5. Quench the reaction by adding 2 M glycine solution to a final concentration of 125 mM and apply vacuum for 5 min.

    6. Release vacuum and discard quenched 1% Formaldehyde solution.

    7. Wash samples twice with 1x PBS and twice with water.

    8. Blot them dry on paper towel and then fold the tissue into aluminium foil.

    9. Flash freeze packets in liquid nitrogen.

    *Stopping point (store at -80 °C).


Note: Unless stated otherwise all subsequent steps should be carried out on ice using pre-cooled buffers.

  1. Nuclear extraction

    1. Using pre-cooled mortar and pistil, grind the plant material in liquid nitrogen into fine powder.

    2. Suspend ground up plant material in 25 ml Honda Buffer and homogenise for 10 min at 4 °C on a rotor.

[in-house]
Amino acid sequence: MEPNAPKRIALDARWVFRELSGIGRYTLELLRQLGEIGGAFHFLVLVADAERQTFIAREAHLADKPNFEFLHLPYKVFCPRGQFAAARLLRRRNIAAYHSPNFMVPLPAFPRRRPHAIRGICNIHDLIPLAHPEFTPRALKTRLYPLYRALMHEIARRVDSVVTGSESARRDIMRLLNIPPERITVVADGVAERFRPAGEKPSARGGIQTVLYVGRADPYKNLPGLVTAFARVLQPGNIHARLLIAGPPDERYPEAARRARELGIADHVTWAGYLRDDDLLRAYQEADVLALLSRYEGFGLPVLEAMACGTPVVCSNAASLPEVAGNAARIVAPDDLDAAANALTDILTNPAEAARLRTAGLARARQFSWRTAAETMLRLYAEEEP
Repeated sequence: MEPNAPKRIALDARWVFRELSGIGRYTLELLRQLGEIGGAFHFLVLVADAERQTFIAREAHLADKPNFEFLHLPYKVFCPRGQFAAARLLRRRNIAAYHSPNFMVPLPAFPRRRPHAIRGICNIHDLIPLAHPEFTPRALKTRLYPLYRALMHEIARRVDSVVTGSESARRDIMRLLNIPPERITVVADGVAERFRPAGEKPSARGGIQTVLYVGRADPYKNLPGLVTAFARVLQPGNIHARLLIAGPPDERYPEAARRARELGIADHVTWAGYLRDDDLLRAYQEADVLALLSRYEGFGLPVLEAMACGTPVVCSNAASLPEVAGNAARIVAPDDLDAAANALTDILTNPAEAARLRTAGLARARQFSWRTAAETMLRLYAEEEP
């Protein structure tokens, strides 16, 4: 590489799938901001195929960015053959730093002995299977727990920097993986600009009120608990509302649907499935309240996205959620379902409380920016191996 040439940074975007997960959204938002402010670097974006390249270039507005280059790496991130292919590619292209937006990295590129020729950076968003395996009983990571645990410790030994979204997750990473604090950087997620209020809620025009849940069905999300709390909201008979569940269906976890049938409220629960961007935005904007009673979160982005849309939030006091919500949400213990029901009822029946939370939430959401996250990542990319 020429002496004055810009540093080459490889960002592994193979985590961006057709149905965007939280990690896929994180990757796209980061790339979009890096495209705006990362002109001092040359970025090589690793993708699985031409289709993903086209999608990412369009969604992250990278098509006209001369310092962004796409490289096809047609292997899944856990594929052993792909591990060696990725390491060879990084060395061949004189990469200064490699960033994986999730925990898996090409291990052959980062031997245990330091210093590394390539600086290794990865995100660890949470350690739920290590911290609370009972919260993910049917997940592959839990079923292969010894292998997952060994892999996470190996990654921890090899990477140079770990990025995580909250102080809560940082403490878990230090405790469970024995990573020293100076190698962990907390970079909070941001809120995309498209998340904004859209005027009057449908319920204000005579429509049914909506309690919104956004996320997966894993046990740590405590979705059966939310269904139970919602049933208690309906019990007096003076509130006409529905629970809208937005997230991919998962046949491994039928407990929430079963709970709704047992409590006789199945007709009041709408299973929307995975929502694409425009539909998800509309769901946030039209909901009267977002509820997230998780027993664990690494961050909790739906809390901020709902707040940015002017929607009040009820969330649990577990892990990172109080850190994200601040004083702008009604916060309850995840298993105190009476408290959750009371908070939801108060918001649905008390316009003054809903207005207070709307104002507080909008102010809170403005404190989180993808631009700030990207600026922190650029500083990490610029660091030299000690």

3. Filter through one layer of Miracloth (~7 x 7 cm) using a funnel into new 50 ml Falcon tube. Squeeze the Miracloth to maximise the yield.

    4. Centrifuge at 850 x g for 20 min (4 °C).

    5. Gently resuspend the pellet in 1 ml Honda Buffer (Note 7).

    6. Centrifuge at 850 x g for 5 min (4 °C).

    7. Repeat step 5 and 6 twice to clear the extract.

    *Stopping point (pellet can be stored overnight at -20 °C).


  1. Chromatin fragmentation by sonication

    1. Centrifuge 4,000 x g for 1 min (4 °C).

    2. Remove residual Honda Buffer and resuspend pellet in 300 μl of Nuclei Lysis Buffer.

    3. Split the sample in two 2 ml Lobind tubes (~250 μl per tube).

    4. Take a 25 μl of this new suspension for your non-sonicated control and store at -20 °C.